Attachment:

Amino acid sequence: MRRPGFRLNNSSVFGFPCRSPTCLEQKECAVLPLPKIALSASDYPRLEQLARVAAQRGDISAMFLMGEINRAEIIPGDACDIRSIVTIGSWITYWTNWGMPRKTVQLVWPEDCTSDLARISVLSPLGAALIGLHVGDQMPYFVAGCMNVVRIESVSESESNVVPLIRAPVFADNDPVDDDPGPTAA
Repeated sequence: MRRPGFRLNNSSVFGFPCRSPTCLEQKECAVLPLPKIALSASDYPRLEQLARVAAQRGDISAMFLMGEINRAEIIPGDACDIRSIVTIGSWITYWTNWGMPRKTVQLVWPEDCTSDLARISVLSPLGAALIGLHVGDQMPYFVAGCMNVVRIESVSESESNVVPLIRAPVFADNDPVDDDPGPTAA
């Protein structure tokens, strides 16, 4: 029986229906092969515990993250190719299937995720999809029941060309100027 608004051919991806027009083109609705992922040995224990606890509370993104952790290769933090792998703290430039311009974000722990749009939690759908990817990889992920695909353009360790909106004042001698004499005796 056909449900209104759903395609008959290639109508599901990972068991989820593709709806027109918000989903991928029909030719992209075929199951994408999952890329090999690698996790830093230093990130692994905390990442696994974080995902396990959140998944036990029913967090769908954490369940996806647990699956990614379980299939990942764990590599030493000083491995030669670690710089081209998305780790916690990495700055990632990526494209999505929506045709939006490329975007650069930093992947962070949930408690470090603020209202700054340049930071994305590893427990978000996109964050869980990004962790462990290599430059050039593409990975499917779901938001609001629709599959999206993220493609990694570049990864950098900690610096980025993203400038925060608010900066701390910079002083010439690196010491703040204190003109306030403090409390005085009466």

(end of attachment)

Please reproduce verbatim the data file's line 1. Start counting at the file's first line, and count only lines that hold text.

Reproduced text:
Amino acid sequence: MRRPGFRLNNSSVFGFPCRSPTCLEQKECAVLPLPKIALSASDYPRLEQLARVAAQRGDISAMFLMGEINRAEIIPGDACDIRSIVTIGSWITYWTNWGMPRKTVQLVWPEDCTSDLARISVLSPLGAALIGLHVGDQMPYFVAGCMNVVRIESVSESESNVVPLIRAPVFADNDPVDDDPGPTAA